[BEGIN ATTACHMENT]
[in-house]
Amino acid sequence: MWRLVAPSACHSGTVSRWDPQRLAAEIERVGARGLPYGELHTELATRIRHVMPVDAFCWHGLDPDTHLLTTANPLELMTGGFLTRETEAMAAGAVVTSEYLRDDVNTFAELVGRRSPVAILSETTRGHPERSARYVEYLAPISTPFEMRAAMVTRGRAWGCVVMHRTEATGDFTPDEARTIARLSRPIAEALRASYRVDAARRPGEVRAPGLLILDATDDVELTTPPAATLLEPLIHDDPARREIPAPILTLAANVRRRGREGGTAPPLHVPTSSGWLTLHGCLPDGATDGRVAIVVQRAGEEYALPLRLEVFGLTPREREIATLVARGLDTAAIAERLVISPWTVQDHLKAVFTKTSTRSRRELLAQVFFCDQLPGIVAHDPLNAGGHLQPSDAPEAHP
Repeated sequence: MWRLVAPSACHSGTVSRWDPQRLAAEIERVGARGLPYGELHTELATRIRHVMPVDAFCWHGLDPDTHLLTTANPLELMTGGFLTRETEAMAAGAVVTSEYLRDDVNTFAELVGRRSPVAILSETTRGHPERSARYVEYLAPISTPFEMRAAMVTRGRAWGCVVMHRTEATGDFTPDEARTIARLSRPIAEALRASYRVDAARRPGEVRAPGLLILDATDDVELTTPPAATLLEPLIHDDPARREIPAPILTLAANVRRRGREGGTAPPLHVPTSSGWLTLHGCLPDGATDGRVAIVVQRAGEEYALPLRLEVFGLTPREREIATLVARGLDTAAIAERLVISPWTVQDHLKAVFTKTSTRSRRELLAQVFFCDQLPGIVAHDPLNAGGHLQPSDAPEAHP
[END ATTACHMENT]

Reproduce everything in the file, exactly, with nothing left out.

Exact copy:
[in-house]
Amino acid sequence: MWRLVAPSACHSGTVSRWDPQRLAAEIERVGARGLPYGELHTELATRIRHVMPVDAFCWHGLDPDTHLLTTANPLELMTGGFLTRETEAMAAGAVVTSEYLRDDVNTFAELVGRRSPVAILSETTRGHPERSARYVEYLAPISTPFEMRAAMVTRGRAWGCVVMHRTEATGDFTPDEARTIARLSRPIAEALRASYRVDAARRPGEVRAPGLLILDATDDVELTTPPAATLLEPLIHDDPARREIPAPILTLAANVRRRGREGGTAPPLHVPTSSGWLTLHGCLPDGATDGRVAIVVQRAGEEYALPLRLEVFGLTPREREIATLVARGLDTAAIAERLVISPWTVQDHLKAVFTKTSTRSRRELLAQVFFCDQLPGIVAHDPLNAGGHLQPSDAPEAHP
Repeated sequence: MWRLVAPSACHSGTVSRWDPQRLAAEIERVGARGLPYGELHTELATRIRHVMPVDAFCWHGLDPDTHLLTTANPLELMTGGFLTRETEAMAAGAVVTSEYLRDDVNTFAELVGRRSPVAILSETTRGHPERSARYVEYLAPISTPFEMRAAMVTRGRAWGCVVMHRTEATGDFTPDEARTIARLSRPIAEALRASYRVDAARRPGEVRAPGLLILDATDDVELTTPPAATLLEPLIHDDPARREIPAPILTLAANVRRRGREGGTAPPLHVPTSSGWLTLHGCLPDGATDGRVAIVVQRAGEEYALPLRLEVFGLTPREREIATLVARGLDTAAIAERLVISPWTVQDHLKAVFTKTSTRSRRELLAQVFFCDQLPGIVAHDPLNAGGHLQPSDAPEAHP